You asked for it and here it is! We’ve received a ton of buzz since introducing our March Data-Ness Machine Learning Data Model and we are bringing you all the details! There can be learning curves to just about anything and that includes machine learning. Our data model wasn’t exactly perfect, and we expected that because that is the nature of sports forecasting. But that’s okay because this was a learning moment both for the AI as well as for us sports fans. We have already had several upsets and can expect several more as the bracket proceeds. The ML model is still an outstanding piece of data engineering and, as the brackets continue, we are learning what types of tweaks can be used to perfect the process for next year. While we are working on our tweaks, though, we wanted to share the model creation process with you so you too can build your own machine learning tool!

Data is a Team Sport

The first step in the machine learning process is gathering data. For this model, we used Power Query in Power BI Desktop to scrape historical NCAA Tournament matchups along with each team’s season statistics from the website. This website had data back to 2010 which we exported to Excel as shown below. We pulled basketball statistics such as FG%, 3PT%, Strength of Schedule, Opponent Statistics, and more that will be used to predict the scores of matchups.

Side note, did you know that you can apply Machine Learning (ML) algorithms to your data in the Power BI Service using Dataflows? It makes Linear and/or Logistical Regression quite simple to use with a step-by-step GUI that gets you to a fully functional prediction model. The next steps discussed below, walk you through the rest of the process.

With Power BI – It’s always a Slam Dunk!

After the data is formatted, we upload it to a new Dataflow via Excel Workbook and use it to train a ML model on the data.

Within the Dataflow, we navigate over to Machine learning models to “Get Started”. The Get Started Wizard walks us through the process of training a ML model based on the data we uploaded.

For this project, we will be using the March Madness ML table we created in Excel. The column labeled “Diff” is the difference in scores between Team 1 and Team 2. Since this column is an integer, Linear Regression will automatically be chosen.

We then select the factor columns from our dataset that we want to use as our independent variables. We select all columns below “Location” and ignore columns like “PTS” and “Opp_PTS” since these directly impact the “Diff” column which means we shouldn’t use it for predicting the outcomes of future matchups.

For this project, I choose an arbitrary 220 minutes to train the model. Power BI does all the heavy lifting for us including splitting your data 80/20 into training and testing sets respectively. That means you just have to save and hit “train” for the process to start.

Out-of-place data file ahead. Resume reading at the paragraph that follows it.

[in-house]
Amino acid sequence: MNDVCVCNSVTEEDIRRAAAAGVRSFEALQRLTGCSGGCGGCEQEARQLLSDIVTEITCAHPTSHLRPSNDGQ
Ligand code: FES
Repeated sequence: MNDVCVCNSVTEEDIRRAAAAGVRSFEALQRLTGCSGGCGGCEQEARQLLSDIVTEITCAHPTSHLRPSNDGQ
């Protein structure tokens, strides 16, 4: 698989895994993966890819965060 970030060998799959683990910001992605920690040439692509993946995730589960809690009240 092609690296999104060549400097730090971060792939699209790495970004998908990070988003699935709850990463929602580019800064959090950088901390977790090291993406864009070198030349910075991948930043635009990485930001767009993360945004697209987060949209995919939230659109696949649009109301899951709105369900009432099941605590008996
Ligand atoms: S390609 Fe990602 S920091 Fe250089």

Once training has completed, we have a functioning ML model to predict the scores of matchups based on season stats.   Now it’s time to apply the model to the real data of the 2022 NCAA Tournament matchups so we can forecast upsets or verify which teams really are THAT good.

Now we upload the dataset we want to apply the ML model to and let it give us predicted scores. We use a similar process as before, but we create a hypothetical matchup of all 68 teams in the tournament along with their 2022 stats as the factors to use for prediction. We name this dataset March Madness Matchups. It’s important that we have the same fields available in this dataset as we had in our training set with the same column names.

From here, we simply navigate back to our Machine learning models and hit Apply ML model -> choose our “March Madness Matchups” dataset -> Save and apply.

Using the prediction score as the basis for our Power BI report, we built out a bracket that allows you to select winners while using the predicted score and other stats to inform your decisions! A positive predicted score means the team on top (better seed) is expected to win by that margin while a negative predicted score means the opposite, what we would call, an UPSET. You can also right-click and drill-through to the Matchup page to see more stats for both teams!

Now, you could take the approach of choosing whatever the model spits out, but a better way might be to look at similar matchups (i.e. 4 vs 13 matchup) and see which of those 4 have the lowest predicted score meaning the best chance of an upset. We use conditional formatting to highlight the games with similar seeded matchups. These are the ones with the best chance for an upset (darker blue meaning higher chance of an upset).

Check out the result here.

Do you think this was helpful as you filled out your bracket this year? Let us know in the comments!

Machine Learning is a slam dunk!